1986 marked the newspaper's tenth birthday. A special issue was released in celebration, Dieci anni 1976/1985 ("Ten Years 1976/1985"), consisting of ten files in coated paper, one per each year, with the re-issuing of many original articles. The launch was backed by a successful advertising campaign featuring a young university student seen purchasing la Repubblica. Ten years later, the same student was pictured as an adult; he is holding the same newspaper but in the meantime he worked his way up to an important managerial position in a large company. The same year saw the launch of weekly financial supplement, Affari & finanza, edited by Giuseppe Turani. la Repubblica continued the game of catch up with Corriere della Sera, and in December 1986 managed to overtake their rivals.[citation needed]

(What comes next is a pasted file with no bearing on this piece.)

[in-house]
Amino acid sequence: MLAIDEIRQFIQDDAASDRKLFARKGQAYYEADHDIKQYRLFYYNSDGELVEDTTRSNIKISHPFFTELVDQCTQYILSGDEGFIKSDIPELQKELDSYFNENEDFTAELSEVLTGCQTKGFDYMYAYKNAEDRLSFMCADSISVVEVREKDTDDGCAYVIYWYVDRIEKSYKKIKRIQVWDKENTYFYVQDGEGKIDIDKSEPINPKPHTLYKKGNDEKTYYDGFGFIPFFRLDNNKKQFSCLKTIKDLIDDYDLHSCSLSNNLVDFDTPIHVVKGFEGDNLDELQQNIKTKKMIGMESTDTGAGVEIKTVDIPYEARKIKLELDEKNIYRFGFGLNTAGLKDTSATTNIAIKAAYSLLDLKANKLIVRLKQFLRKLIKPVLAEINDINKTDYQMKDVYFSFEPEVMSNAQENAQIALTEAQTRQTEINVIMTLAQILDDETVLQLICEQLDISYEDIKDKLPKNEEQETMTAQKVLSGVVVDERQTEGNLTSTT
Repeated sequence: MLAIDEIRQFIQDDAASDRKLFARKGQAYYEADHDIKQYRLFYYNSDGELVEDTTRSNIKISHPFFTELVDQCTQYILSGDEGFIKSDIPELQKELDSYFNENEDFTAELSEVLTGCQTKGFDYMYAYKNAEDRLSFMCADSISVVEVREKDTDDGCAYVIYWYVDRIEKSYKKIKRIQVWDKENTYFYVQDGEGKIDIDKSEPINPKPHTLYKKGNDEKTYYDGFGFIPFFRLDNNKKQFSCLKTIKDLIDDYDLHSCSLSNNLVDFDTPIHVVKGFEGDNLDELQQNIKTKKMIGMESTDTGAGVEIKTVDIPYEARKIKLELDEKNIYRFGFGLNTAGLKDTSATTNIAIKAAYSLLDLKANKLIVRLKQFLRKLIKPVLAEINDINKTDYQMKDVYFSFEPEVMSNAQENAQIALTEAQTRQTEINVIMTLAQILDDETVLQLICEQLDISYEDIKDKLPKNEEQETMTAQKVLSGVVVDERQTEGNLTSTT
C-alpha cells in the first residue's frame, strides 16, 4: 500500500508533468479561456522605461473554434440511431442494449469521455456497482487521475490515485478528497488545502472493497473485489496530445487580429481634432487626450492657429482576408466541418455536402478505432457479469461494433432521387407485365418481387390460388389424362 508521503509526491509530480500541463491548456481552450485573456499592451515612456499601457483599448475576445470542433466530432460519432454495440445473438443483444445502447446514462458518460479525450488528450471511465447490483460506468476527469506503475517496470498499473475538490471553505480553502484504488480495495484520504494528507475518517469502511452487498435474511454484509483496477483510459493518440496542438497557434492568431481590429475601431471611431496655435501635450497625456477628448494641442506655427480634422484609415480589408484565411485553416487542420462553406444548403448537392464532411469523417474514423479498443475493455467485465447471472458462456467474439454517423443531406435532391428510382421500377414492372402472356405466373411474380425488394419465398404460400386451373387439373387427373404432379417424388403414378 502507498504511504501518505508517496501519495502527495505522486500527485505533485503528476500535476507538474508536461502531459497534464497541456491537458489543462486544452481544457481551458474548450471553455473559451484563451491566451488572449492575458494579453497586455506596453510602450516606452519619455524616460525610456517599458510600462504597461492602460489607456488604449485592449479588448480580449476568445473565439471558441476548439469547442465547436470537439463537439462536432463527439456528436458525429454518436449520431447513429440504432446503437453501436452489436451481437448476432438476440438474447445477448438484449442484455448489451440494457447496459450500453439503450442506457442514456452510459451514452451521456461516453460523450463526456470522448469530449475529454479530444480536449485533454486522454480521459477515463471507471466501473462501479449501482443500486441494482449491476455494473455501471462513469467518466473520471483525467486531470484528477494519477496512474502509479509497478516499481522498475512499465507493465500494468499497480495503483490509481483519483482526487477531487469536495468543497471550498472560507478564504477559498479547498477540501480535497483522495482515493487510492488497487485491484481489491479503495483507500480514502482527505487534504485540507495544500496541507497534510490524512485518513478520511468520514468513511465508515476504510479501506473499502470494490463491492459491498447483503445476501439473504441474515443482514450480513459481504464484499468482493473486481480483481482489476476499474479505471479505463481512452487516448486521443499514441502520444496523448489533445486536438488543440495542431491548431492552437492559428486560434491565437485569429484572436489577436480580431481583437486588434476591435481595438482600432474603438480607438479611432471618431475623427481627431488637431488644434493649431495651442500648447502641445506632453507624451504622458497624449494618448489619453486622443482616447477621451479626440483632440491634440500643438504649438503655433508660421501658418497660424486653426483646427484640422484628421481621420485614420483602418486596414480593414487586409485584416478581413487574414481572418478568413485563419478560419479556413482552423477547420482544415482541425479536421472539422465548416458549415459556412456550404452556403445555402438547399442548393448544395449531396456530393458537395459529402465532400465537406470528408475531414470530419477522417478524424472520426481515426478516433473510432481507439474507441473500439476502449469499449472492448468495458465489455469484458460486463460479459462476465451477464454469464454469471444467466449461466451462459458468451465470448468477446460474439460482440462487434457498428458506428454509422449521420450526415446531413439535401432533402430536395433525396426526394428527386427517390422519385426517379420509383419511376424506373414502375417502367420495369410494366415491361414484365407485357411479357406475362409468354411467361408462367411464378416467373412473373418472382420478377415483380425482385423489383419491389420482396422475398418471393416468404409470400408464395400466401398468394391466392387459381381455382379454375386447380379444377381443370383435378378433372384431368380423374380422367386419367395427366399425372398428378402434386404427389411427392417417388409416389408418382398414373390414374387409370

In 1987, la Repubblica launched a prize competition called Portfolio, a type of stock market-based lottery. Readers were encouraged to buy the newspaper daily in order to check share value. The prize turned out to cost more than the supplements earned, the latter increasing sales for one or two days a week only. la Repubblica expanded by almost 200,000 copies within three months, stretching to a total daily average of nearly 700,000.[3] At that point, la Repubblica became the best-selling Italian newspaper.[citation needed] The 1988 circulation of the paper was 730,000 copies, making it the most read newspaper in Italy.[23] At the end of the 1980s, the paper reached a circulation of 800,000 copies;[21] by 2015, the paper had the country's second highest circulation, after Corriere della Sera, at about 275,000 copies.[24] Corriere della Sera hit back with a free Saturday magazine and la Repubblica reciprocated with their own magazine, Venerdì,[21] launched on 16 October 1987, the same day as Affari & Finanza. The via Solferino publishing group did not reclaim the top spot for two years.[citation needed]